Talk About Cheesecake

Musings, meanderings and meditation for my mind.


Enough is enough

I asked the other day when it was ok to stop trying with a relationship, be it with a friend, family or a partner.

After another week of wrestling with this question from a personal point of view, I have decided that this is it. The last stand. The final gesture.

I have not made this decision lightly. I have tried valiantly for months to resurrect a friendship which has grown awkward and inelegant with time, frustration and inconsideration.

I do not for a second think this is one sided, that there is one person to blame, or at fault. I expect both sides in this spat feel as let down as the other. Who knows who threw the first spanner into the cog of our friendship, who was the first to feel dismissed by the other? As the years have gone by, so have numerous little digs and comments that rankled but were put aside, only now to be resurrected in the game of ‘she said, she said’.

However, the time has come to accept defeat. For now.

It is time to settle back, concentrate on other aspects of my life, other friendships old and new. Expand my horizons, branch out.

They say time is a healer. Maybe in time this rift will become repaired. But like a scab it is best to let it heal over rather than to pick at it.

Time out, time for a rest, time for a change.

There is a feeling of relief in making this decision. Sadness too, but relief in giving myself permission to stop feeling responsible. To stop trying.

So the gesture has been made. If it is taken up, then all is not lost.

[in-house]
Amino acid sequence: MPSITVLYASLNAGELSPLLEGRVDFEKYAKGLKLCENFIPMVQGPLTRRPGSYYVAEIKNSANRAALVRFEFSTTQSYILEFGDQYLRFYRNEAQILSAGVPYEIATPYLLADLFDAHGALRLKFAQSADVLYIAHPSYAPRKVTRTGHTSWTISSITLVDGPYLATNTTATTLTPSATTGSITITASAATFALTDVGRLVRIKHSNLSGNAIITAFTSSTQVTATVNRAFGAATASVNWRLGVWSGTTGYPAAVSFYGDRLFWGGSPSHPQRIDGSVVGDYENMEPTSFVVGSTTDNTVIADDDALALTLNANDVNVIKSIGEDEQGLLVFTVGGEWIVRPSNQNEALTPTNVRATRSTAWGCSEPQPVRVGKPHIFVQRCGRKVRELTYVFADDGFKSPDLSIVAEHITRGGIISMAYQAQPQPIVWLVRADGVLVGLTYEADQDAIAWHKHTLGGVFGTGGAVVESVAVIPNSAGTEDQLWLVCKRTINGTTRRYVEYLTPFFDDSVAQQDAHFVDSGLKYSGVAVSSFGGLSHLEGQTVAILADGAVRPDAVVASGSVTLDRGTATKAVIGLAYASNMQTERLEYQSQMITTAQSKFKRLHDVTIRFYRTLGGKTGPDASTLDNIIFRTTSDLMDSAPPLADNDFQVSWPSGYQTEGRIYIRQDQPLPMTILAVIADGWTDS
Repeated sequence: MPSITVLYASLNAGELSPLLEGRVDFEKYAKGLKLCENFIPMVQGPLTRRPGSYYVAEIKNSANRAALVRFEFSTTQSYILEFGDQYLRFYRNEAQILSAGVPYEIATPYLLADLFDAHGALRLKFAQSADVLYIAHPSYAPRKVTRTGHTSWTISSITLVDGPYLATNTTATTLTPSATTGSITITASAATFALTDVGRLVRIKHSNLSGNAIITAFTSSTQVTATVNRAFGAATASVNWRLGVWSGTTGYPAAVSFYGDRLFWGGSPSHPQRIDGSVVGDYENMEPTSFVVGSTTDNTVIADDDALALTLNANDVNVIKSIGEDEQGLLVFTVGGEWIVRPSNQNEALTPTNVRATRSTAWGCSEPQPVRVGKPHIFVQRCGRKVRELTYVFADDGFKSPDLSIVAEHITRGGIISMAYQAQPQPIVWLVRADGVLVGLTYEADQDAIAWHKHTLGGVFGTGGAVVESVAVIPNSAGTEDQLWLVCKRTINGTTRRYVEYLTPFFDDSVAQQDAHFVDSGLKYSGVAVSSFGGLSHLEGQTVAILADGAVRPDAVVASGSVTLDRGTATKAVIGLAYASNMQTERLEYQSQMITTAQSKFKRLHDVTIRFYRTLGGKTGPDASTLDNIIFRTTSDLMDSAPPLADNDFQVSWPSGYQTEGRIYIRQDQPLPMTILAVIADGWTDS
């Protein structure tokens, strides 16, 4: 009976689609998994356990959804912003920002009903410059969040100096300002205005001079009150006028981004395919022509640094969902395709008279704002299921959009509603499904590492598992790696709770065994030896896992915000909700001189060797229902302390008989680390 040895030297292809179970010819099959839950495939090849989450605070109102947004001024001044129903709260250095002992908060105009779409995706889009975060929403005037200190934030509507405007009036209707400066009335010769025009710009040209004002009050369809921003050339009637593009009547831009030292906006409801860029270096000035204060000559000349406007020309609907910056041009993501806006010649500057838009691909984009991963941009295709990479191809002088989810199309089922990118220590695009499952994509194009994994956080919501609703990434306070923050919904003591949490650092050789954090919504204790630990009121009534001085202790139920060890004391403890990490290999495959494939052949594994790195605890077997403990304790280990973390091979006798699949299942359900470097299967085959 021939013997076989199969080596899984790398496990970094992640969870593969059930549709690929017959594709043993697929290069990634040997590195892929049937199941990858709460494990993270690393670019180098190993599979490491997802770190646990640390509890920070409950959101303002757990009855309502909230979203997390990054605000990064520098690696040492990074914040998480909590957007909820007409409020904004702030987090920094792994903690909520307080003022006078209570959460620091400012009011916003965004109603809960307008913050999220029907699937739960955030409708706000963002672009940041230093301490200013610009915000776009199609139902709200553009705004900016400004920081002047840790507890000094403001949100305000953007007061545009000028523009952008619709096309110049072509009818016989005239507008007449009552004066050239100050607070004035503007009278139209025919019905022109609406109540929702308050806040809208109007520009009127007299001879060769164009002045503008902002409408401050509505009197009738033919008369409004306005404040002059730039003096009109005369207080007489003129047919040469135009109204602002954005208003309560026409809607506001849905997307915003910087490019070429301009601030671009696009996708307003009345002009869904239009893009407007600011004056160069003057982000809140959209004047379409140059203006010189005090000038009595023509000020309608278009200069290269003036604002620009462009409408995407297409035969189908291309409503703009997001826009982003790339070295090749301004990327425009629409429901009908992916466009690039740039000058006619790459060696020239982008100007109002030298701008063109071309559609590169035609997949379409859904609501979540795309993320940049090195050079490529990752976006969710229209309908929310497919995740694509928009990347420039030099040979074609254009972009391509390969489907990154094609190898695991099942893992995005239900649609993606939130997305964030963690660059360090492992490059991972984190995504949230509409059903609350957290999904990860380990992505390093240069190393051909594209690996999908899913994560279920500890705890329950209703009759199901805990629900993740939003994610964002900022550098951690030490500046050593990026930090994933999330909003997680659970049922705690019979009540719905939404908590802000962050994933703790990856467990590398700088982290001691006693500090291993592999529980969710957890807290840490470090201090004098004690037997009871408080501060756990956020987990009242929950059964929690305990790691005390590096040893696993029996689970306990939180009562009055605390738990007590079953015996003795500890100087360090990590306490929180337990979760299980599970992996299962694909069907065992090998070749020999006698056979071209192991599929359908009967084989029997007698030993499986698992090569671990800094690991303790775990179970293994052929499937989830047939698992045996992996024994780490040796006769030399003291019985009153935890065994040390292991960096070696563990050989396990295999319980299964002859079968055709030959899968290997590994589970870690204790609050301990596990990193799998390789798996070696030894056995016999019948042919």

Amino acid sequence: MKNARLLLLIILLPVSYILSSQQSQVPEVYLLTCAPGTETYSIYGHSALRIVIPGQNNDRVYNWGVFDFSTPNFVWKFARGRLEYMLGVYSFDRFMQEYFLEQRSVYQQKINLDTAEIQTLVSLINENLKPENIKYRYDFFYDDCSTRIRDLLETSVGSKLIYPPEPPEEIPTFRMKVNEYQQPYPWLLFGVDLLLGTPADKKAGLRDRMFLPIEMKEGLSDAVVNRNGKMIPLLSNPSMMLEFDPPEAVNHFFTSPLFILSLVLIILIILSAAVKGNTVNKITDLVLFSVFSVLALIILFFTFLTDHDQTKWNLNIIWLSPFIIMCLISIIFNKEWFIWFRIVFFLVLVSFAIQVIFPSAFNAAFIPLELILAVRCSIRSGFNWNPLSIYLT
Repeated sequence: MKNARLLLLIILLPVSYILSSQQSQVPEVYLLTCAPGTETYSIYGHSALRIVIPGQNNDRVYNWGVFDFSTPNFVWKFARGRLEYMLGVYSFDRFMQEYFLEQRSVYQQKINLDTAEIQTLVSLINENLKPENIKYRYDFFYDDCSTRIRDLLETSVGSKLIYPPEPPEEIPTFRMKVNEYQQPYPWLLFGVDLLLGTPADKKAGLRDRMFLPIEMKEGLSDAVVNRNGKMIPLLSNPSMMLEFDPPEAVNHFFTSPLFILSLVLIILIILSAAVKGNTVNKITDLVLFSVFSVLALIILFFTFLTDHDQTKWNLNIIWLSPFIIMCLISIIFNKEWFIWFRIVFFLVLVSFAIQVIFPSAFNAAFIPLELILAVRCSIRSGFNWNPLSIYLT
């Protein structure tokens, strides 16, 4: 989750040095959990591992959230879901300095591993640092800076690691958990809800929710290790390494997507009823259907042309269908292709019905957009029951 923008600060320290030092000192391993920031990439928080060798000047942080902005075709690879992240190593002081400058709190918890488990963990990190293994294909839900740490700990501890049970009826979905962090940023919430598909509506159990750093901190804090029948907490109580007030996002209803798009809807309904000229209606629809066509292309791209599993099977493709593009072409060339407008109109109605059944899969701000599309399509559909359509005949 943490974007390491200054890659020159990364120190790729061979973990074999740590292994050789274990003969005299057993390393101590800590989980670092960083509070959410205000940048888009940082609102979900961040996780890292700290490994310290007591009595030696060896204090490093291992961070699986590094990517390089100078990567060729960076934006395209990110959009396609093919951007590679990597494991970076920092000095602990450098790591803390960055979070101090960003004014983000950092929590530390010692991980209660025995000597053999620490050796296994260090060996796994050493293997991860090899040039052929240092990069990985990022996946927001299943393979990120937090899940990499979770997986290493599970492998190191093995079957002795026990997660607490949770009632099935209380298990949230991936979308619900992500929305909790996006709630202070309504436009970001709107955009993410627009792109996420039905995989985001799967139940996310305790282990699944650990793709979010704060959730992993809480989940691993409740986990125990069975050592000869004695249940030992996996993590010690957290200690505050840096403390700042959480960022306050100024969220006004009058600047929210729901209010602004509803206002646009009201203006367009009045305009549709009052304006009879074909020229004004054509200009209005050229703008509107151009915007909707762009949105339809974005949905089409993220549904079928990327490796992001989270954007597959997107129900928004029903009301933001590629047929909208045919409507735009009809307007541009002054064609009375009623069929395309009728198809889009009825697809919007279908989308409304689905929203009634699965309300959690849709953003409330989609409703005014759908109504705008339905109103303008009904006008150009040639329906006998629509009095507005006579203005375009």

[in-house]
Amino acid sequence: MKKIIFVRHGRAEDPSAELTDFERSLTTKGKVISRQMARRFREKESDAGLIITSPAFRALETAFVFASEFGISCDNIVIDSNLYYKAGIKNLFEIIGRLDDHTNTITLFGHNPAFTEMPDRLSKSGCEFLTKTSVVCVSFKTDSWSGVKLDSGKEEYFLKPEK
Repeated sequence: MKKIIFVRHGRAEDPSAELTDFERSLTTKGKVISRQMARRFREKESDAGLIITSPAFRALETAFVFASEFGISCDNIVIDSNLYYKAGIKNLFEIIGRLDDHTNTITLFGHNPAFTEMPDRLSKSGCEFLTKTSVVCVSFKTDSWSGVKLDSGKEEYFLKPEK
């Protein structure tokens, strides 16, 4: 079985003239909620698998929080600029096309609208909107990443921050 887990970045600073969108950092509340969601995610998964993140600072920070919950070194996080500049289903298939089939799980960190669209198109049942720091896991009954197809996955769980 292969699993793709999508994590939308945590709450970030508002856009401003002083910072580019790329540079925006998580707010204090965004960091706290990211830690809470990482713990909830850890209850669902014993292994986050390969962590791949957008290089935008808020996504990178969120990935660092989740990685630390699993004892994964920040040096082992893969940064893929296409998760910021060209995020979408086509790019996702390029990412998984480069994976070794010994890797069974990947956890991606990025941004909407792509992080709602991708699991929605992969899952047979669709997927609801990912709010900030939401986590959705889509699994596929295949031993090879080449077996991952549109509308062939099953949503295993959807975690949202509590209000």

But if it is not, then I will relax and know that I did at least try.


A word on virtual friendships.

This is a post I have been meaning to write for some time. This is a thought or two on friendships.

Virtual friendships.

When the internet first burst out of it’s box however long ago the idea that we could all chat with complete strangers was bizarre. Forming friendships with them was ridiculous. Certainly I never imagined that I would  spend more time chatting with virtual friends online than my real life companions.

But somehow that is what has happened.

Seven years ago I searched online for a forum about becoming a mother. Being pregnant was an entirely new experience, the things happening inside me were exciting and frightening, the future an unknown entity. As anyone who has been pregnant knows there are questions we want to ask. Not just the obvious medical ones – how is the baby growing, what is giving birth like? Little questions. Embarrassing questions about bodily functions for example.

I found a mums group where all of us nervous expectant mothers were due in the same month. Which was great as it meant we were going through the same changes at the same time. I joined in under a pseudonym and began my first forays in to chatting online.